Tag Archives: Author talk events

WORLD BOOK DAY

Cheerful chatter at The Bookshop Lee on the Solent.

Cheerful chatter at The Bookshop Lee on the Solent.

 

For authors and readers alike this is, or should be, a very special day of the year. Sponsored by UNESCO to support reading, writing and copyright many bookshops hold special events. I was privileged to be invited to take part in an evening event at the excellent independent bookshop at Lee on the Solent, where, along with nine other authors we chatted with the invited enthusiastic readers who gathered there. Rick Barter who owns and runs this highly successful bookshop has again demonstrated his skills and dedication to books and the reading public.

As an author I thoroughly enjoyed this event where I met both readers of my own work and chatted to potential new readers about what I write and how the Ian Vaughan thriller series has developed. It was also the first public event where I could flag up the news of the third book in the series, which went to the publishers earlier in the week. If all goes well ‘Shadows in Sunshine’ will be out in the shops by Christmas.

One other aspect of the evening that I thought to be very positive was to have two publishers included in the guest list, for those wishing to discuss their own work. Jenny Knowles of Little Knoll Press was there busily talking to would be writers and I also saw Amanda Field of Chaplin Books there.

To those who have not attended World Book Day events in the past put a note in your diaries against 23rd April 2015, when I am sure that a bookshop near you will be putting on something special to celebrate the day. I know Rick Barter will at The Bookshop at Lee on the Solent, and hopefully I will be invited back.

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LIBRARY TALKS – THE CHANCE TO CONNECT

An important part of an author’s life nowadays is making contact with his or her readership, or indeed readers in general. Strangely enough these events are not a promotional exercise but more a development of a relationship. I have found, during my relatively short writing career, that people are anxious to know how you conceived and developed your characters, and to try and gauge how much of the real you goes into your writing. What life experiences has an author brought to their work? Rarely do book signings present this opportunity, but author talks do and libraries are great places to meet serious readers.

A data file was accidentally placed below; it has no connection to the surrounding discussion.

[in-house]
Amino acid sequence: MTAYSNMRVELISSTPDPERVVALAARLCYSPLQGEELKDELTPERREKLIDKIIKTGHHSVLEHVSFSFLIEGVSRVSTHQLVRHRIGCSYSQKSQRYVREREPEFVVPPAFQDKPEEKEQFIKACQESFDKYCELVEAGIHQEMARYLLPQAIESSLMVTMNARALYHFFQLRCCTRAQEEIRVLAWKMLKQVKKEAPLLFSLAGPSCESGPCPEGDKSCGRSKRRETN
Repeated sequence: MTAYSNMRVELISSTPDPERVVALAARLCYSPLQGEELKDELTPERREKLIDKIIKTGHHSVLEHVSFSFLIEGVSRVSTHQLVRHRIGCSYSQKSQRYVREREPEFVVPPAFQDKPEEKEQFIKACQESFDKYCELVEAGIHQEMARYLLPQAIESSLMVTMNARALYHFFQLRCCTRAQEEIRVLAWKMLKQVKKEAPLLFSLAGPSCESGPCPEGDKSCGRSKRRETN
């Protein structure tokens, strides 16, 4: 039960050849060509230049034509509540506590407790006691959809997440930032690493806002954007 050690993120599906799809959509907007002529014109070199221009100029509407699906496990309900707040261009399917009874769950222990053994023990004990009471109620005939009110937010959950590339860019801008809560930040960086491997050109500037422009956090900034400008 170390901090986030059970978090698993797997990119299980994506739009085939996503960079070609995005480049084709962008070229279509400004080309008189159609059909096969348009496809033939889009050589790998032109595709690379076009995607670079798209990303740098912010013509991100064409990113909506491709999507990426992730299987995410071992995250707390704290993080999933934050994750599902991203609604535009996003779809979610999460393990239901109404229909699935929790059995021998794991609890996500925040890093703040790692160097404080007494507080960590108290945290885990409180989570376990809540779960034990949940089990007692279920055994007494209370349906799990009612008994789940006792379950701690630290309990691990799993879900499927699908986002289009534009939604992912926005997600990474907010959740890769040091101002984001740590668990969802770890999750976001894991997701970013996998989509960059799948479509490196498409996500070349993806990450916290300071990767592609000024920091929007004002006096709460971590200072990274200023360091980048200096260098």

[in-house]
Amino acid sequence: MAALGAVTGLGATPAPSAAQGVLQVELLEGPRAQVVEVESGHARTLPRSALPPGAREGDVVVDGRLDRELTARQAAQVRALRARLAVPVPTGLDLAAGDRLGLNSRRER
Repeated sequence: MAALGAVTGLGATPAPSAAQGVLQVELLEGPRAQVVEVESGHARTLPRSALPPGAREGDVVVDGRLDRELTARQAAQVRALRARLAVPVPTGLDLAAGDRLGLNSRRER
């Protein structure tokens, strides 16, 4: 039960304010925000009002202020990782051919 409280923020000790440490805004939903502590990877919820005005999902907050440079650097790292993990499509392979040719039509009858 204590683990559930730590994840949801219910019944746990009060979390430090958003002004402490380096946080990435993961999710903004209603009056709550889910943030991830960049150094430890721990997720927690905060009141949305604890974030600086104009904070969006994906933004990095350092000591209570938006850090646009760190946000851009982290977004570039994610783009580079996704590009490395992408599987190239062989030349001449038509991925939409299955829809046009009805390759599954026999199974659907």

For the author it is also a chance to learn how well received their characters are. Do your readers fear your villains, have they grown fond of your heroes, but most importantly of all Richard V Frankland - Authorhave they gleaned a clear picture in their minds of your characters. For me it is also important to know that my readers believe my plot lines. I try hard to create a plot that is exciting and suspense-filled. I put in a shock or two, but all the time I endeavour to achieve realism.

To readers of all genre I recommend that you keep an eye out for the event posters at your local library, or the author’s own website events page. Whether it is a travel writer, historian or a novelist like myself you may find the meeting with them a pleasant and informative experience. So come along, your authors, especially this one, look forward to meeting you.